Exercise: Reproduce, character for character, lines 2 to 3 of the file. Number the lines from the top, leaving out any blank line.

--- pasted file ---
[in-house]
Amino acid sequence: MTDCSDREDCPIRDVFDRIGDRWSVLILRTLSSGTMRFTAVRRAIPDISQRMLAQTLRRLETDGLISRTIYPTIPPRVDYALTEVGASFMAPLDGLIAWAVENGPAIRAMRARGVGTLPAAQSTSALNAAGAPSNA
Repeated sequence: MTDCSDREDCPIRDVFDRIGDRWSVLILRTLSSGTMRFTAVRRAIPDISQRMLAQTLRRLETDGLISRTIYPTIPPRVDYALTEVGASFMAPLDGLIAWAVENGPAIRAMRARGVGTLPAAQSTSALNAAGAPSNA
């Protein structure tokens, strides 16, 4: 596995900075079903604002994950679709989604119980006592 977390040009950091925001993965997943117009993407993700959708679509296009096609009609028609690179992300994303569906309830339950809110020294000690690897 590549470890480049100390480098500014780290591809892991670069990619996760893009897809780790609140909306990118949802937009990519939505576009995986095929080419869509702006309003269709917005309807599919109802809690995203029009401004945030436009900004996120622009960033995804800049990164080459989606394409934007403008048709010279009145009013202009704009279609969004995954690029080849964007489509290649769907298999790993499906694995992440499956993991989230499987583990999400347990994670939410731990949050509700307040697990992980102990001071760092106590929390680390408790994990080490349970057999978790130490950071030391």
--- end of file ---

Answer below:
Amino acid sequence: MTDCSDREDCPIRDVFDRIGDRWSVLILRTLSSGTMRFTAVRRAIPDISQRMLAQTLRRLETDGLISRTIYPTIPPRVDYALTEVGASFMAPLDGLIAWAVENGPAIRAMRARGVGTLPAAQSTSALNAAGAPSNA
Repeated sequence: MTDCSDREDCPIRDVFDRIGDRWSVLILRTLSSGTMRFTAVRRAIPDISQRMLAQTLRRLETDGLISRTIYPTIPPRVDYALTEVGASFMAPLDGLIAWAVENGPAIRAMRARGVGTLPAAQSTSALNAAGAPSNA